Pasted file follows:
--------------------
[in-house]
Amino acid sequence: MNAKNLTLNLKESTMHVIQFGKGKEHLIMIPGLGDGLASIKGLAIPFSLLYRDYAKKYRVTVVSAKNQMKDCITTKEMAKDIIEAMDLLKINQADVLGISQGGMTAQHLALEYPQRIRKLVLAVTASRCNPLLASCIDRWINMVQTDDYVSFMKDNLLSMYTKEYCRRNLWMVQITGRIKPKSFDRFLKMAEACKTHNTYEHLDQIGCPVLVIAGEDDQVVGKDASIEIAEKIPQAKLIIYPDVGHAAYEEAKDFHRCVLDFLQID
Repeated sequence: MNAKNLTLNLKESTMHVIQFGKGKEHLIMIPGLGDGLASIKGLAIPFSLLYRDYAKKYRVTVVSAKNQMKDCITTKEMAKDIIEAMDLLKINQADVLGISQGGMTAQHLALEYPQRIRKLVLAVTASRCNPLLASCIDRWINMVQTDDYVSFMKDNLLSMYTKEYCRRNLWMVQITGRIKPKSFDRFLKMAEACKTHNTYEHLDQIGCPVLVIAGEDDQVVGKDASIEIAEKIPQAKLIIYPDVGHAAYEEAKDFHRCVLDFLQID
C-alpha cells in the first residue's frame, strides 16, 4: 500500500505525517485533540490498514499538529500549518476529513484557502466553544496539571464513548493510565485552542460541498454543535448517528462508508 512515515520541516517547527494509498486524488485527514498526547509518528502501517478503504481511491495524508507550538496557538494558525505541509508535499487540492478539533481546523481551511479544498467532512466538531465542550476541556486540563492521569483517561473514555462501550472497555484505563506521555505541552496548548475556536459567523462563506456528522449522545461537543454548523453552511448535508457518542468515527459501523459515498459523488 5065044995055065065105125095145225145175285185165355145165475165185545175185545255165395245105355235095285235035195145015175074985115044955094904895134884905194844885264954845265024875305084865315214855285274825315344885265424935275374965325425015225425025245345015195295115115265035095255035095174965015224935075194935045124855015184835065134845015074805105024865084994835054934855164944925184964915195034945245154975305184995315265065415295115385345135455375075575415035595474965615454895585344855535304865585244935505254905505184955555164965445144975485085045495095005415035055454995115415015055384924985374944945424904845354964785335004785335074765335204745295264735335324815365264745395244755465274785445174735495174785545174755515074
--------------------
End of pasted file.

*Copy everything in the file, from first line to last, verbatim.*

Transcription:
[in-house]
Amino acid sequence: MNAKNLTLNLKESTMHVIQFGKGKEHLIMIPGLGDGLASIKGLAIPFSLLYRDYAKKYRVTVVSAKNQMKDCITTKEMAKDIIEAMDLLKINQADVLGISQGGMTAQHLALEYPQRIRKLVLAVTASRCNPLLASCIDRWINMVQTDDYVSFMKDNLLSMYTKEYCRRNLWMVQITGRIKPKSFDRFLKMAEACKTHNTYEHLDQIGCPVLVIAGEDDQVVGKDASIEIAEKIPQAKLIIYPDVGHAAYEEAKDFHRCVLDFLQID
Repeated sequence: MNAKNLTLNLKESTMHVIQFGKGKEHLIMIPGLGDGLASIKGLAIPFSLLYRDYAKKYRVTVVSAKNQMKDCITTKEMAKDIIEAMDLLKINQADVLGISQGGMTAQHLALEYPQRIRKLVLAVTASRCNPLLASCIDRWINMVQTDDYVSFMKDNLLSMYTKEYCRRNLWMVQITGRIKPKSFDRFLKMAEACKTHNTYEHLDQIGCPVLVIAGEDDQVVGKDASIEIAEKIPQAKLIIYPDVGHAAYEEAKDFHRCVLDFLQID
C-alpha cells in the first residue's frame, strides 16, 4: 500500500505525517485533540490498514499538529500549518476529513484557502466553544496539571464513548493510565485552542460541498454543535448517528462508508 512515515520541516517547527494509498486524488485527514498526547509518528502501517478503504481511491495524508507550538496557538494558525505541509508535499487540492478539533481546523481551511479544498467532512466538531465542550476541556486540563492521569483517561473514555462501550472497555484505563506521555505541552496548548475556536459567523462563506456528522449522545461537543454548523453552511448535508457518542468515527459501523459515498459523488 5065044995055065065105125095145225145175285185165355145165475165185545175185545255165395245105355235095285235035195145015175074985115044955094904895134884905194844885264954845265024875305084865315214855285274825315344885265424935275374965325425015225425025245345015195295115115265035095255035095174965015224935075194935045124855015184835065134845015074805105024865084994835054934855164944925184964915195034945245154975305184995315265065415295115385345135455375075575415035595474965615454895585344855535304865585244935505254905505184955555164965445144975485085045495095005415035055454995115415015055384924985374944945424904845354964785335004785335074765335204745295264735335324815365264745395244755465274785445174735495174785545174755515074